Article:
• Lift High the Cross? Lautsi v. Italy in American Perspective

    Author(s):
    John Witte, Jr. (see profile)
    Date:
    2011
    Subject(s):
    Law, Religion
    Item Type:
    Online publication
    Tag(s):
    Establishment Clause, Crosses, Crucifixes, Public display of religion, Law and Religion, Separation of Church and State
    Permanent URL:
    http://dx.doi.org/10.17613/qsfw-3x50
    Abstract:
    The European Court of Human Rights has just upheld Italy’s policy of displaying crucifixes in its public school classrooms. In Lautsi v. Italy, an atheistic mother of two public school children challenged this policy, in place since 1924. After losing in the Italian courts, she appealed to the European Court of Human Rights, arguing that the presence of these crucifixes in public schools violated her and her children’s rights to religious freedom and to a secular education guaranteed by the European Convention on Human Rights. On November 3, 2009, an unanimous seven-judge chamber of the European Court held for Ms. Lautsi. On March 18, 2011, the Grand Chamber reversed, and held 15-2 in favor of Italy.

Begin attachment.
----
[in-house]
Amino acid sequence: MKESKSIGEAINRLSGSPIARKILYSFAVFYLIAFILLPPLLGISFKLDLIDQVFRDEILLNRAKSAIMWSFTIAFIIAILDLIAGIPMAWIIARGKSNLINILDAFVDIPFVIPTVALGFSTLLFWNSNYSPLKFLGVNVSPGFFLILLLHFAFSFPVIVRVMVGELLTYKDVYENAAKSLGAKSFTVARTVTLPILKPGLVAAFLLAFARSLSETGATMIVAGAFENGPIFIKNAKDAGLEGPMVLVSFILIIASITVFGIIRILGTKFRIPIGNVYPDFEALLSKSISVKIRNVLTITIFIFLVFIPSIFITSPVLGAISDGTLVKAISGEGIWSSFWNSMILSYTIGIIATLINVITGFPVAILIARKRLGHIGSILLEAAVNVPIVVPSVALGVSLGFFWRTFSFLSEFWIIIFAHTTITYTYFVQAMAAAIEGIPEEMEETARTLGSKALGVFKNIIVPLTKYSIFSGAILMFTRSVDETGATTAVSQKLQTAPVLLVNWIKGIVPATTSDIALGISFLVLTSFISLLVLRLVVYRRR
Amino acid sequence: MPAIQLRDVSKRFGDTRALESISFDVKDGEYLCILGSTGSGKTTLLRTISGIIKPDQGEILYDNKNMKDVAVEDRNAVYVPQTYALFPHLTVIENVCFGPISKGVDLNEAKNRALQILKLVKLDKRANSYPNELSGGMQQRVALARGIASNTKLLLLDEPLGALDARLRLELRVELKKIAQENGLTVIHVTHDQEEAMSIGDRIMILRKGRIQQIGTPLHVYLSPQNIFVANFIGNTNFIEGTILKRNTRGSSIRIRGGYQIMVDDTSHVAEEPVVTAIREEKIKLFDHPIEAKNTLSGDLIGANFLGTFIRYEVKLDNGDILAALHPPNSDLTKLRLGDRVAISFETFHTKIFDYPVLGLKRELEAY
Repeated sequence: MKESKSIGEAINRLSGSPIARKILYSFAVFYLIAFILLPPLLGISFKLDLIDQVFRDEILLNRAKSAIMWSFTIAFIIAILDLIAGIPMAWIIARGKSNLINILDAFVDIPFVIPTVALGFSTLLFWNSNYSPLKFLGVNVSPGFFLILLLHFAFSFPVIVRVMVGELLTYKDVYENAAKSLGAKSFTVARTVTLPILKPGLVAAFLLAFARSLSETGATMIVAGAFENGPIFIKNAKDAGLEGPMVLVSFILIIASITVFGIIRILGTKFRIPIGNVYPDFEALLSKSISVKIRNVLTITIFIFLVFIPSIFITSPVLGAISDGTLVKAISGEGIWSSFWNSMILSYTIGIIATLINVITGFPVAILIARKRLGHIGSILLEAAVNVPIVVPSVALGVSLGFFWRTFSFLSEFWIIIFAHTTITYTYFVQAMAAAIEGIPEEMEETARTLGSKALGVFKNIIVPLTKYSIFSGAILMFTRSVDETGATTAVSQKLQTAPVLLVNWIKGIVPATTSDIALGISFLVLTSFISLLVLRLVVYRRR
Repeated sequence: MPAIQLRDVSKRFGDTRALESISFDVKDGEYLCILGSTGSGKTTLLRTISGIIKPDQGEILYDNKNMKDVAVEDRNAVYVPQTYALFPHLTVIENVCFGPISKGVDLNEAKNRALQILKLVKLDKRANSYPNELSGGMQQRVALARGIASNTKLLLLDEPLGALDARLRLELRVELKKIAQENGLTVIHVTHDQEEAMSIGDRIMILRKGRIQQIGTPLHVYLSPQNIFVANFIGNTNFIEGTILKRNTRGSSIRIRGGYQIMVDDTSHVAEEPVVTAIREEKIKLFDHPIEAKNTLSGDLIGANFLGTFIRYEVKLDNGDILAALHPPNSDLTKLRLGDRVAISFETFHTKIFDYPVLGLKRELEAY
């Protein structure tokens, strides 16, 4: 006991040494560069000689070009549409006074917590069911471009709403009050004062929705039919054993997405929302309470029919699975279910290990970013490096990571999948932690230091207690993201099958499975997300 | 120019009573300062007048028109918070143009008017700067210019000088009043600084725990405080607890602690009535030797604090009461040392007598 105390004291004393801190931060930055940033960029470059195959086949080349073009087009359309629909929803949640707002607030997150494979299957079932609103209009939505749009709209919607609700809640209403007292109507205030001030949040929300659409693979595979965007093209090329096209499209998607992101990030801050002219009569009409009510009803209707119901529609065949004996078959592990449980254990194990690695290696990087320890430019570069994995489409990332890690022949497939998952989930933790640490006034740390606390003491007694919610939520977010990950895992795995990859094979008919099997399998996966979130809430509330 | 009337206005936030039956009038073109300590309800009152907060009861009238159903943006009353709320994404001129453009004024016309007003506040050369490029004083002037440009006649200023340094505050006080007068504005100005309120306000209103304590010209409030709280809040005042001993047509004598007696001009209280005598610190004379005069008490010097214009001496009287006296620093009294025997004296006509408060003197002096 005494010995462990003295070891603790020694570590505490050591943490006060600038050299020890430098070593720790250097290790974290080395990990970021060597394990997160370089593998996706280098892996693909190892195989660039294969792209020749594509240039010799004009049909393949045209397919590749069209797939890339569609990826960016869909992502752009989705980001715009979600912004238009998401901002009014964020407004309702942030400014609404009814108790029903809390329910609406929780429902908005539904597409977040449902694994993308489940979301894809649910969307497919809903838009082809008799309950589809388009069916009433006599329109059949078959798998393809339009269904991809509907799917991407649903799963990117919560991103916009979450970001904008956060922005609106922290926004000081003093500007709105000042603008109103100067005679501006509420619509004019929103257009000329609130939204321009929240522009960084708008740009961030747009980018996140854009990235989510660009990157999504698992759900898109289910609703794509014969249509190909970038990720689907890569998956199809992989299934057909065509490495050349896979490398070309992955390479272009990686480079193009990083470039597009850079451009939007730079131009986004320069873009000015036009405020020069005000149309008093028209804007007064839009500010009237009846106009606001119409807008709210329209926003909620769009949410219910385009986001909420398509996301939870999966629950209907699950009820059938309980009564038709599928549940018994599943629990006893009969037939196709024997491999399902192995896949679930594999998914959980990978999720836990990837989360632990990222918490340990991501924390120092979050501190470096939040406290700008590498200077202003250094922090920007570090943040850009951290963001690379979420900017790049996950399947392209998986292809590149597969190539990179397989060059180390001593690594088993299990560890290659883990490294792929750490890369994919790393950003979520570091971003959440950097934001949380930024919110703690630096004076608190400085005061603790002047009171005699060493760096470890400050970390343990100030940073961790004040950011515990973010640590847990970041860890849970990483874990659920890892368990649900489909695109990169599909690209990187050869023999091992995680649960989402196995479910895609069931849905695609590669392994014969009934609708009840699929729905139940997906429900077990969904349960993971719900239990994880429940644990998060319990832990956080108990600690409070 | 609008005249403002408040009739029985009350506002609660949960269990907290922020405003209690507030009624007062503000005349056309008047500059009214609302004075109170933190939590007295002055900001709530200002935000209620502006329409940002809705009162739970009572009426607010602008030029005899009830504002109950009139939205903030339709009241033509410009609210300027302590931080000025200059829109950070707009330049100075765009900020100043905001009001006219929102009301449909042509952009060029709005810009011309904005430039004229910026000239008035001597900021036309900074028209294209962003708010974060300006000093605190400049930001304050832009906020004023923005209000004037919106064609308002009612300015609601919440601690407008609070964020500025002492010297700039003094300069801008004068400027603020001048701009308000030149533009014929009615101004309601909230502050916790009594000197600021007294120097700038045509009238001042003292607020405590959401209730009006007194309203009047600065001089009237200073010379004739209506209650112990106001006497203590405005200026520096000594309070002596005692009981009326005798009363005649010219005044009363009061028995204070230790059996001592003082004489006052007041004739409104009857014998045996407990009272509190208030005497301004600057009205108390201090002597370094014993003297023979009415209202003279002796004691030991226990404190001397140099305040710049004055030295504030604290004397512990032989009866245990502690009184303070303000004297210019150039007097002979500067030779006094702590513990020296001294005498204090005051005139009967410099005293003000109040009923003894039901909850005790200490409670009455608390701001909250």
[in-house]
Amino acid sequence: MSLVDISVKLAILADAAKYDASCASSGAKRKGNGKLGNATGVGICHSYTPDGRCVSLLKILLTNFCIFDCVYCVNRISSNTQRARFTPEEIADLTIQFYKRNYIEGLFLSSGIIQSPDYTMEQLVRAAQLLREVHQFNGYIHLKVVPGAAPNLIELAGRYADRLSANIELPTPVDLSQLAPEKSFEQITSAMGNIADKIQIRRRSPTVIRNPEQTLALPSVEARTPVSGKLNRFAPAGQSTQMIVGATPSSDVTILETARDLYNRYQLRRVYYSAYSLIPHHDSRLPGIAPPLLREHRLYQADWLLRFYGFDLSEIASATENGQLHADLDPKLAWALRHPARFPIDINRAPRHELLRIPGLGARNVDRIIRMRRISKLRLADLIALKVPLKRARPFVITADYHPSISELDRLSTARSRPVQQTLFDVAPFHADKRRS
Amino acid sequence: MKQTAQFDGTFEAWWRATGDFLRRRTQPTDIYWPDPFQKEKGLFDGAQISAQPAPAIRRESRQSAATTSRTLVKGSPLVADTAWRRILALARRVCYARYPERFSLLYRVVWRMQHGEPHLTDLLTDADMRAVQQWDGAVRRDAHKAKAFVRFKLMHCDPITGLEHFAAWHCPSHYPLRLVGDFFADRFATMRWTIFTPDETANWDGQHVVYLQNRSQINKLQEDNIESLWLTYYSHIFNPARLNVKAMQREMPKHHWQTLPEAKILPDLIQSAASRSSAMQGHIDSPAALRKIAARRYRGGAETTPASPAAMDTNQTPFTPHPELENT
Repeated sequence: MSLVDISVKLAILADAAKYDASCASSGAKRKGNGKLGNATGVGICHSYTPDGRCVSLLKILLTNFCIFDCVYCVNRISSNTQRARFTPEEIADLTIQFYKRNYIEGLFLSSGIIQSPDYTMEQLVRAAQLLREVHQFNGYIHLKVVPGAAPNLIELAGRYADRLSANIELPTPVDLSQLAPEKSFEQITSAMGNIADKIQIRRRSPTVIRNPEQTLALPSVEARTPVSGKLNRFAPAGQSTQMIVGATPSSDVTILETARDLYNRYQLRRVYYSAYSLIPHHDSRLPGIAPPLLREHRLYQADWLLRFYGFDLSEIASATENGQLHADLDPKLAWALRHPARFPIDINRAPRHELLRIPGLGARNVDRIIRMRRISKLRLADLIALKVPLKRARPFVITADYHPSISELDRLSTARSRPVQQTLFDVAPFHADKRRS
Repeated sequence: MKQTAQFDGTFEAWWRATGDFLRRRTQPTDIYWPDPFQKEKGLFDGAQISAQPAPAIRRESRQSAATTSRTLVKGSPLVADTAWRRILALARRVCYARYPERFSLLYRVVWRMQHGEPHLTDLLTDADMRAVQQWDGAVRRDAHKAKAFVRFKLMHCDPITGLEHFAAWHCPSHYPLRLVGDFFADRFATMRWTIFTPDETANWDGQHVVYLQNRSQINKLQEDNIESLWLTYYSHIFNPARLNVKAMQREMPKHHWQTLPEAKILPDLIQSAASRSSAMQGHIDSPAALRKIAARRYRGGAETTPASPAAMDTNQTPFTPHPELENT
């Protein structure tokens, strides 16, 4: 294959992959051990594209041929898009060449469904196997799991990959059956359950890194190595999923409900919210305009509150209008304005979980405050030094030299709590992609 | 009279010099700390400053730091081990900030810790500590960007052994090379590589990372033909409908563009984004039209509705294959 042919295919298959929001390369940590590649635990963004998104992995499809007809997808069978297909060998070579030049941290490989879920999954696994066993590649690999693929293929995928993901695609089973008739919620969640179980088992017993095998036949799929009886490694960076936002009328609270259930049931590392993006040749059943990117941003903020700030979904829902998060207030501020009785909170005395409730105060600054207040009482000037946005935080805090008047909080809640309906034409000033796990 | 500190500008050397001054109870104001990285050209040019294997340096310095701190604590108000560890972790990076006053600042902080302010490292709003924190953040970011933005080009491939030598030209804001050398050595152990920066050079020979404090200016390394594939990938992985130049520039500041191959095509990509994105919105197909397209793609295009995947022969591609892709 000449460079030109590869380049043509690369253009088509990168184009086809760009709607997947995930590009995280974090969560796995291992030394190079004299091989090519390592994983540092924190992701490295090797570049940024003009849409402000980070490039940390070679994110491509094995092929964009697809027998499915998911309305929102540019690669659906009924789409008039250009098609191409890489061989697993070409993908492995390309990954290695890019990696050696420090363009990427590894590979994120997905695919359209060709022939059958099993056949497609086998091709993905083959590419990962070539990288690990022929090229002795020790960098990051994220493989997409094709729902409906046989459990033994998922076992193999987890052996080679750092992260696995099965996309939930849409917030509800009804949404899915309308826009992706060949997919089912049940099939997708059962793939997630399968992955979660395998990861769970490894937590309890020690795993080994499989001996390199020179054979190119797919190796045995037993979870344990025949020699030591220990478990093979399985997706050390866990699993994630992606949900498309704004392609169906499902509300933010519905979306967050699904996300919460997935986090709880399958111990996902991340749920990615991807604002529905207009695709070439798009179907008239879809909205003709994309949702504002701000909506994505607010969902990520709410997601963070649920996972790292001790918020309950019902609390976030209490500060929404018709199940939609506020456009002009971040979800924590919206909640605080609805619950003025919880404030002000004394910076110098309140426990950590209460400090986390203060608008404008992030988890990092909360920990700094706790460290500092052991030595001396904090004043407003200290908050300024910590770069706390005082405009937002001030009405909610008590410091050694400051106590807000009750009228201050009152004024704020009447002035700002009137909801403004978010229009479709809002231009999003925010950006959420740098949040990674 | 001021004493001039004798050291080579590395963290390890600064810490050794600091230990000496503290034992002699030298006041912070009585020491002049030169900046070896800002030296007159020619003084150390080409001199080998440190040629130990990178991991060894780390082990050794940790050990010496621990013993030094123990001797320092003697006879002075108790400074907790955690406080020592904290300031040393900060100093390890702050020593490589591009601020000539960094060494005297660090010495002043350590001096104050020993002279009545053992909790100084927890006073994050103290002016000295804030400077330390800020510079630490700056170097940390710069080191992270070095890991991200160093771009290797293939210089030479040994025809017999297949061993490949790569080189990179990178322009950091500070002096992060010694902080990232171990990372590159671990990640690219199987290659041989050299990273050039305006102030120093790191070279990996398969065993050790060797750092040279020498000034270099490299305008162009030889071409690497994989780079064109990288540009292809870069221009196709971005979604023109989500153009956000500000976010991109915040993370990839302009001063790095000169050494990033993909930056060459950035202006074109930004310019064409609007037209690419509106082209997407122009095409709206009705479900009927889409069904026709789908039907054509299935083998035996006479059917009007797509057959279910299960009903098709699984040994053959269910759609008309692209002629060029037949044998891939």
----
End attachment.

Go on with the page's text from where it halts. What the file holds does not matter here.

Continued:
Metadata:
    Published as:
    Online publication    
    Status:
    Published
    Last Updated:
    1 year ago
    License:
    All Rights Reserved
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